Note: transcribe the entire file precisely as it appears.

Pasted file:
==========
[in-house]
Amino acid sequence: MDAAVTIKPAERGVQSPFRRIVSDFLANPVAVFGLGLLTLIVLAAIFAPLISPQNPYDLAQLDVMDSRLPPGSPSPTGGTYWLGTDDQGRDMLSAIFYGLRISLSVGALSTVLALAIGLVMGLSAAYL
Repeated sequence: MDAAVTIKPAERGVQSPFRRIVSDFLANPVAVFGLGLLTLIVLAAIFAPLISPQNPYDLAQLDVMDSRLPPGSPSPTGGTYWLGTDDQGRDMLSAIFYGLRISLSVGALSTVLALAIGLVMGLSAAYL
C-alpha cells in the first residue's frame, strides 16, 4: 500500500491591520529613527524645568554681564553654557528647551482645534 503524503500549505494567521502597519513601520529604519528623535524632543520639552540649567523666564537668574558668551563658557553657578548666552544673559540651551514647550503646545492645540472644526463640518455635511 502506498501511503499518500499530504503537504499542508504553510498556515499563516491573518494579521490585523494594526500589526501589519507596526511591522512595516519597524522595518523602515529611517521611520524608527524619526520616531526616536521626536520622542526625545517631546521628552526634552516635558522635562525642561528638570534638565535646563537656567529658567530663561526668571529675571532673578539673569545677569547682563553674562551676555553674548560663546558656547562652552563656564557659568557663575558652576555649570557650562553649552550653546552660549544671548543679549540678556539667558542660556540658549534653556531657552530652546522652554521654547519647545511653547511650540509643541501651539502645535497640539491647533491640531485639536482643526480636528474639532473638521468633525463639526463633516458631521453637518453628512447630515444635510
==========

[in-house]
Amino acid sequence: MDAAVTIKPAERGVQSPFRRIVSDFLANPVAVFGLGLLTLIVLAAIFAPLISPQNPYDLAQLDVMDSRLPPGSPSPTGGTYWLGTDDQGRDMLSAIFYGLRISLSVGALSTVLALAIGLVMGLSAAYL
Repeated sequence: MDAAVTIKPAERGVQSPFRRIVSDFLANPVAVFGLGLLTLIVLAAIFAPLISPQNPYDLAQLDVMDSRLPPGSPSPTGGTYWLGTDDQGRDMLSAIFYGLRISLSVGALSTVLALAIGLVMGLSAAYL
C-alpha cells in the first residue's frame, strides 16, 4: 500500500491591520529613527524645568554681564553654557528647551482645534 503524503500549505494567521502597519513601520529604519528623535524632543520639552540649567523666564537668574558668551563658557553657578548666552544673559540651551514647550503646545492645540472644526463640518455635511 502506498501511503499518500499530504503537504499542508504553510498556515499563516491573518494579521490585523494594526500589526501589519507596526511591522512595516519597524522595518523602515529611517521611520524608527524619526520616531526616536521626536520622542526625545517631546521628552526634552516635558522635562525642561528638570534638565535646563537656567529658567530663561526668571529675571532673578539673569545677569547682563553674562551676555553674548560663546558656547562652552563656564557659568557663575558652576555649570557650562553649552550653546552660549544671548543679549540678556539667558542660556540658549534653556531657552530652546522652554521654547519647545511653547511650540509643541501651539502645535497640539491647533491640531485639536482643526480636528474639532473638521468633525463639526463633516458631521453637518453628512447630515444635510